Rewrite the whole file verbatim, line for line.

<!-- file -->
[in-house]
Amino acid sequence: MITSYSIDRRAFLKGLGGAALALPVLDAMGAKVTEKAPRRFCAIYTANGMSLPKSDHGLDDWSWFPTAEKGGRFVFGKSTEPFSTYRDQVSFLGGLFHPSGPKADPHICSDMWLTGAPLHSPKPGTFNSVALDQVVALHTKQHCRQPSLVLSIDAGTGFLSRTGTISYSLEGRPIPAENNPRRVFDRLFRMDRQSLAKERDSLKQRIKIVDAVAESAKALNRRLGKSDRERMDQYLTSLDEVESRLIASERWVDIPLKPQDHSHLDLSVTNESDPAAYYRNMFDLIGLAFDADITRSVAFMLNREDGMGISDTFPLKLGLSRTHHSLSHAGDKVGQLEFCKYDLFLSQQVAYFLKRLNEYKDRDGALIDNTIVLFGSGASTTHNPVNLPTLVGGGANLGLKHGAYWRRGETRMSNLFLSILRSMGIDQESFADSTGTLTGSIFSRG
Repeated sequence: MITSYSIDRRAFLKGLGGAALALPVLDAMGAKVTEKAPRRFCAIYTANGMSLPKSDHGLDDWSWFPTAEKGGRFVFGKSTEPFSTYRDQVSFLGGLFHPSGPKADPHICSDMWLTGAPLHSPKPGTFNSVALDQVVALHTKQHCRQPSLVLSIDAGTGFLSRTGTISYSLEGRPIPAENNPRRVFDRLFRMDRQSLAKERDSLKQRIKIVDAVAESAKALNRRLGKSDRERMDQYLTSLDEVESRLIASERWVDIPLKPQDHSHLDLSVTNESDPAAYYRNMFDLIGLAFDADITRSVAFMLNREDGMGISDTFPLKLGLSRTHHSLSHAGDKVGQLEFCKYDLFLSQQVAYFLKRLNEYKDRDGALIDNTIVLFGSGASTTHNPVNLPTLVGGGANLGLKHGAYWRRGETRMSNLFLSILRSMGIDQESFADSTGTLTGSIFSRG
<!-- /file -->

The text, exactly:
[in-house]
Amino acid sequence: MITSYSIDRRAFLKGLGGAALALPVLDAMGAKVTEKAPRRFCAIYTANGMSLPKSDHGLDDWSWFPTAEKGGRFVFGKSTEPFSTYRDQVSFLGGLFHPSGPKADPHICSDMWLTGAPLHSPKPGTFNSVALDQVVALHTKQHCRQPSLVLSIDAGTGFLSRTGTISYSLEGRPIPAENNPRRVFDRLFRMDRQSLAKERDSLKQRIKIVDAVAESAKALNRRLGKSDRERMDQYLTSLDEVESRLIASERWVDIPLKPQDHSHLDLSVTNESDPAAYYRNMFDLIGLAFDADITRSVAFMLNREDGMGISDTFPLKLGLSRTHHSLSHAGDKVGQLEFCKYDLFLSQQVAYFLKRLNEYKDRDGALIDNTIVLFGSGASTTHNPVNLPTLVGGGANLGLKHGAYWRRGETRMSNLFLSILRSMGIDQESFADSTGTLTGSIFSRG
Repeated sequence: MITSYSIDRRAFLKGLGGAALALPVLDAMGAKVTEKAPRRFCAIYTANGMSLPKSDHGLDDWSWFPTAEKGGRFVFGKSTEPFSTYRDQVSFLGGLFHPSGPKADPHICSDMWLTGAPLHSPKPGTFNSVALDQVVALHTKQHCRQPSLVLSIDAGTGFLSRTGTISYSLEGRPIPAENNPRRVFDRLFRMDRQSLAKERDSLKQRIKIVDAVAESAKALNRRLGKSDRERMDQYLTSLDEVESRLIASERWVDIPLKPQDHSHLDLSVTNESDPAAYYRNMFDLIGLAFDADITRSVAFMLNREDGMGISDTFPLKLGLSRTHHSLSHAGDKVGQLEFCKYDLFLSQQVAYFLKRLNEYKDRDGALIDNTIVLFGSGASTTHNPVNLPTLVGGGANLGLKHGAYWRRGETRMSNLFLSILRSMGIDQESFADSTGTLTGSIFSRG